Second, there are numerous defects in TBC's measure of socioeconomic status--defects that would tend to lower its observed relation to later success. First, it is based entirely on self-report from teenage children, and often these children don't even know, for instance, how many years of schooling their parents completed. A great many of these children didn't know their parents' income, so Herrnstein and Murray simply left that variable out of their SES composite--even though sociologists usually think of income as a major part of what they mean by SES. Second, the questions the children were asked concerned the status of their families "right now"--not the average status across the 18 or so years of the youth's upbringing. Thus if a father had for years held a middle-management position but had been laid off and was temporarily working as a house painter, the house-painter occupation was the one entering the TBC measure of SES. Third, Herrnstein and Murray arbitrarily rounded down the highest measures of SES and rounded up the lowest measures, thus introducing more error into the measurement of this construct.
After reviewing all these sources of error, Heckman concluded, "The authors have no good way to separate genetic from social influences on social behavior. Their environmental data are too crude and the AFQT score they use is obtained too late in life to make a genetic-environmental distinction meaningful." Recall this is a conservative writer fully sympathetic with TBC's policy conclusions. And if the criticisms seem like the kind that could be leveled against virtually any social research, recall that the Ceci-Henderson study did reach exactly the opposite conclusions. I regard the conclusions of these 8 chapters as unproven.
In 1980 the American Journal of Psychology asked me to review Jensen's Bias in mental testing, which made what seemed at the time to be a big splash in the media, though TBC has now set a new standard. When I read the book, I was unconvinced by very large sections of it. However, Jensen's description of one study left me very impressed. This was an unpublished 1951 doctoral dissertation by Frank McGurk. McGurk matched 213 black high-school students very closely to 213 white students. Each black student was matched with a white student in the same curriculum in the same school and with a nearly-equal score on an SES scale. Thus McGurk's matching for "environment" was virtually unparalleled in the research literature on black-white differences. McGurk then administered a broad set of 74 IQ-test items to all 426 students (that's 2 x 213), and examined the black-white difference on each item individually.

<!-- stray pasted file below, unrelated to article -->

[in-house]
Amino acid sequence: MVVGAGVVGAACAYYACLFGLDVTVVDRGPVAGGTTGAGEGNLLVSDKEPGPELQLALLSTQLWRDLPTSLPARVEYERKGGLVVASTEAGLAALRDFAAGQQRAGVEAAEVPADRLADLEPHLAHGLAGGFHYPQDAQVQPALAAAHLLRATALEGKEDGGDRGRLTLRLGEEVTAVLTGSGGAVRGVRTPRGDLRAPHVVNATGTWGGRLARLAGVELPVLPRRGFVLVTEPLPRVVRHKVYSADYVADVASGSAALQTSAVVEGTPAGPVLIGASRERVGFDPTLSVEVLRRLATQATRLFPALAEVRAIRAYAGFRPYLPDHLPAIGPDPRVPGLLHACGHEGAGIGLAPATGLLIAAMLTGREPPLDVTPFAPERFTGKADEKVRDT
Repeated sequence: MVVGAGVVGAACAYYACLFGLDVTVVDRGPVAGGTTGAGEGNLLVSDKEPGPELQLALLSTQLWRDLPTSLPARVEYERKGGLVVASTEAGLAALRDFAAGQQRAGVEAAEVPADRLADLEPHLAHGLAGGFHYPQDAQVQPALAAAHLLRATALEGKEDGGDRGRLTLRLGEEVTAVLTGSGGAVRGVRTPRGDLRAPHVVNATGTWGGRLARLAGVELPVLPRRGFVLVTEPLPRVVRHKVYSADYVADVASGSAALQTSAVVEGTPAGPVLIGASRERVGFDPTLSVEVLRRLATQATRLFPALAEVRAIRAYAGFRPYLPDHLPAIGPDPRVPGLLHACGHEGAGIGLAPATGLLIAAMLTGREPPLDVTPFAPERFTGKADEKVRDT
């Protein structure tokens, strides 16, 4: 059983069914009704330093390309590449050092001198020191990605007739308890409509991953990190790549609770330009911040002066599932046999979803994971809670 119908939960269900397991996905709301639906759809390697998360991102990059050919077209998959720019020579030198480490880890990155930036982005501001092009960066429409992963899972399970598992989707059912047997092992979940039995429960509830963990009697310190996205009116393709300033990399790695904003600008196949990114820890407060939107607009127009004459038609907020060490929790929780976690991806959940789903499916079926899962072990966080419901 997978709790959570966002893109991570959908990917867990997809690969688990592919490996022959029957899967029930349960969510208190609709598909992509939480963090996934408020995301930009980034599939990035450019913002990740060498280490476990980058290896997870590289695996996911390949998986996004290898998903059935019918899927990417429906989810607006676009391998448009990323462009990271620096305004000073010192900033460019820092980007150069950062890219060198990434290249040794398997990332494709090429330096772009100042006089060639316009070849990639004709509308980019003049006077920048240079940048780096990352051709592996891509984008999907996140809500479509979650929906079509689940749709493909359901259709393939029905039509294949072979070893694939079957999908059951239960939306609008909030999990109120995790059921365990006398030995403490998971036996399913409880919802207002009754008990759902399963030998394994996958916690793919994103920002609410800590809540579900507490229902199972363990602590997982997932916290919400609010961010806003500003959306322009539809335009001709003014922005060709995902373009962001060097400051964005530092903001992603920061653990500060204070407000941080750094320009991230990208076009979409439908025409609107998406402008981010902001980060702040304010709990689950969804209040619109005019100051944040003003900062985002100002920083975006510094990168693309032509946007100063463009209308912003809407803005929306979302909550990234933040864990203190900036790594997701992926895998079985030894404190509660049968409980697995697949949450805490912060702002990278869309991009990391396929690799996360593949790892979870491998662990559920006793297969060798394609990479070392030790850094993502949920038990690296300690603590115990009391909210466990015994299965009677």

According to Jensen, McGurk's results fit well with Jensen's own theory that
Since Jensen was citing an unpublished doctoral dissertation, the temptation was strong to accept his summary of the findings. But when I showed these pages to Boyce, she used inter-library loan to obtain a copy of McGurk's unpublished doctoral dissertation. She found that the vocabulary item just mentioned was one item in a 10-item vocabulary scale while the milk-cream item was one item on a scale of 9 arithmetic word problems. The average black-white difference on the vocabulary scale was 4.4% while the average difference on the arithmetic word problems was nearly identical at 5.3%. In fact, the milk-cream item was the one item from its scale showing the largest black-white difference while the ABYSMAL item was the one item from its scale showing the smallest difference favoring whites--contrary to Jensen's assertion that "Many similar examples can be found in McGurk's report."
The milk-cream item did not appear to require more complex reasoning than other items in that scale. For instance, in a broad sense it seems virtually identical to the following item:
Let me mention another point about black-white differences in IQ scores that Boyce and I discovered at that time. With my permission, Ceci included this point on pages 148-9 of his 1990 book, so the point was available to Murray and Herrnstein if they had chosen to look at that book. The question is: what are the average IQ scores of Caucasians outside the developed world--defined for the decades under review as North America, Northwest Europe, Australia, and New Zealand? A comprehensive literature review by Richard Lynn (Ceci pp. 148-9) found just 12 published references to mean IQ's of samples from this population--studying subjects from Portugal, Spain, Italy, southeastern Europe, Iraq, Iran, and India. The mean, median, and midrange of the 12 within-sample means are all 85. Further, when you discard the 6 studies which either failed to mention the sample size or reported sample sizes of 25 or less, the 6 remaining means range only from 83 to 87. Thus the mean IQ scores of Caucasians outside the industrialized world seem to be essentially equal to that of American blacks. Again, culture and schooling seem central.